As the events and life changes that caused the reactive depression resolve, often, so does the reactive depression. A short course of medication or antidepressents can be very effective in reducing depressive symptoms and is discontinued after the stress-related illness has showed signs of resolving. Depending on the severity of the depression, the length of time present and the recommendation of your doctor, treatment or management without treatment can include:
- anti-anxiety and/or antidepressant medications taken over the course of several months
- Psychotherapy, the most common form of talk treatment -- either one-on-one with a counselor, in a group session or with family members -- provides an outlet and the therapist can suggest coping mechanisms to use after counseling ends.
- at-home or self-help measures such as getting enough sleep and exercise, joining a support group, talking about stressors with friends, family or clergy [source: Mayo Clinic]
If you know that a stressful event or big life change is coming and have some time to plan, you also can work to decrease the chances of getting reactive depression. One method includes recording all of the aspects of the stressor that you most dread or fear will impact your life negatively and work on planning for them in advance. Just as external events impact our mind set, being able to arrange and prepare our physical environments ahead of time can relieve the stress before it builds. A family moving to a new state might try turning the focus of school-aged children away from leaving friends and teachers behind and toward area attractions in the new home.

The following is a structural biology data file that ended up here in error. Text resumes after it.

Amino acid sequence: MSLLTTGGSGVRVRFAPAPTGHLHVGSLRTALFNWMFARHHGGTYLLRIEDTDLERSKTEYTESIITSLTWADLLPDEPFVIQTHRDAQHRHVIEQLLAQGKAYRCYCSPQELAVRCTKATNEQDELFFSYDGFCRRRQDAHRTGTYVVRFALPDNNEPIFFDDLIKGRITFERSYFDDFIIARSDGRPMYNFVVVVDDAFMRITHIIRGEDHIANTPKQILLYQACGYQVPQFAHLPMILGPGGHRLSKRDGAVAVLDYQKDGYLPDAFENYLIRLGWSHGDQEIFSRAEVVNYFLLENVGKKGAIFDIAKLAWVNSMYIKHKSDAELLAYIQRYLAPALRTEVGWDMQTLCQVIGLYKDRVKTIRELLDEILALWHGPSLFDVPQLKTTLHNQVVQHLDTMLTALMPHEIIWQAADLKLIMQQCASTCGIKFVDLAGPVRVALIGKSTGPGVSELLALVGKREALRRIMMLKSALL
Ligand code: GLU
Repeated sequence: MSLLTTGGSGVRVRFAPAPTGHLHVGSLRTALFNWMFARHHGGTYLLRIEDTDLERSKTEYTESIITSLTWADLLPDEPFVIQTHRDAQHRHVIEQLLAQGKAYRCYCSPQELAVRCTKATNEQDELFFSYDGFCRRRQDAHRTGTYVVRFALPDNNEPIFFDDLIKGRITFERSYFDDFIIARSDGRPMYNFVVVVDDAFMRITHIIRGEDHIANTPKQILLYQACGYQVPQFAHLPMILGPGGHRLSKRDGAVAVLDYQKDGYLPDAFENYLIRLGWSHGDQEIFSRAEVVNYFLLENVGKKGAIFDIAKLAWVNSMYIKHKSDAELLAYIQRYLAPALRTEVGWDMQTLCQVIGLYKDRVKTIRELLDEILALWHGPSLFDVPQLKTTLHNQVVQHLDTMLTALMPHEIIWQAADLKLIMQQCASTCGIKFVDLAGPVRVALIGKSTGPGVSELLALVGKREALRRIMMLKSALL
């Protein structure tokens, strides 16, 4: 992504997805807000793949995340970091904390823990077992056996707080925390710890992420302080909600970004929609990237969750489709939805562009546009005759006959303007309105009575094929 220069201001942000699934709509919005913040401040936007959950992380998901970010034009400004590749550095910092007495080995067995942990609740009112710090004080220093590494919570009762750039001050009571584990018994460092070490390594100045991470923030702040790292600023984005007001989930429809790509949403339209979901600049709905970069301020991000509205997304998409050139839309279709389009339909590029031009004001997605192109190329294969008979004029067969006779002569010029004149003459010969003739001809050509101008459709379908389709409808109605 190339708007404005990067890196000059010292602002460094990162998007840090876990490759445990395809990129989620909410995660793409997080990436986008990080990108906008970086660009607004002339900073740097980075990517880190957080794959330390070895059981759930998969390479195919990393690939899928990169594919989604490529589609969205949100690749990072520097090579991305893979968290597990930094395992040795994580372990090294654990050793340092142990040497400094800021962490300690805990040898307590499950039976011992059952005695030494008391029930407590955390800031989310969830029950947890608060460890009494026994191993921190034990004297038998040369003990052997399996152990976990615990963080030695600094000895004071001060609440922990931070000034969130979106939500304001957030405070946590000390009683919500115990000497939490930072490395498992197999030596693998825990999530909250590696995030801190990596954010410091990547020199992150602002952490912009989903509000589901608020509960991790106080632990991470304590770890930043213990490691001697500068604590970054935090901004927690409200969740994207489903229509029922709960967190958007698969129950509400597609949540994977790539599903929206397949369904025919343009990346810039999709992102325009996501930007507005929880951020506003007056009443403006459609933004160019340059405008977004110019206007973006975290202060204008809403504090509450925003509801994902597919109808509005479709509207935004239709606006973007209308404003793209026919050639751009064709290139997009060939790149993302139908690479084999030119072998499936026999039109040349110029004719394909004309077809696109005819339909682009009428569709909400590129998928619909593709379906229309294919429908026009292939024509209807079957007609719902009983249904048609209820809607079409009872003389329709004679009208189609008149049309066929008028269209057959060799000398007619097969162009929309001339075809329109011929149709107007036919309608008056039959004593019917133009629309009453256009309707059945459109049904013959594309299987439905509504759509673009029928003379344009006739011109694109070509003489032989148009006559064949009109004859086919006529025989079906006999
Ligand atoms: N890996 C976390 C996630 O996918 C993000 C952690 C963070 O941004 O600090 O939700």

If big changes of any kind are pending and you can plan, try not to get worn down in the details. Adequate rest rather than exhaustion can greatly impact how frazzled and out of sorts you'll be when the stress hits. If facing an unexpected major life change, many advise facing it head on, but there's probably a reason we're told to sit down before getting big news: It gives us pause and rests our bodies. Devastating news or events can trigger reactive depression, but taking a pause to hear and allow the change to sink in instead of charging into the stress of planning and recovery may help better prepare the body and mind for the stress and ultimate healing to come.
More Great Links
- Casey, Patricia and Bailey, Susan. "Adjustment Disorders: The State of the Art." World Psychiatry, NIH.gov. Feb 2011. (Jan. 7, 2011) http://www.ncbi.nlm.nih.gov/pmc/articles/PMC3048515/
- Hall-Flavin, Daniel K. "What Does the Term Clinical Depression Mean." MayoClinic.com. 2012. (Jan. 6, 2012) http://www.mayoclinic.com/health/clinical-depression/AN01057
- Mayo Clinic Staff. "Adjustment Disorders." MayoClinic.com. 2012. (Jan. 6, 2012) http://www.mayoclinic.com/health/adjustment-disorders/DS00584
- Mayo Clinic Staff. "Post-Traumatic Stress Disorder." MayoClinic.com. 2012. (Jan. 6, 2012) http://www.mayoclinic.com/health/post-traumatic-stress-disorder/DS00246
- National Institutes of Health (NIH). "Adjustment Disorders." NIH.gov. Feb. 14, 2010. (Jan. 7, 2012)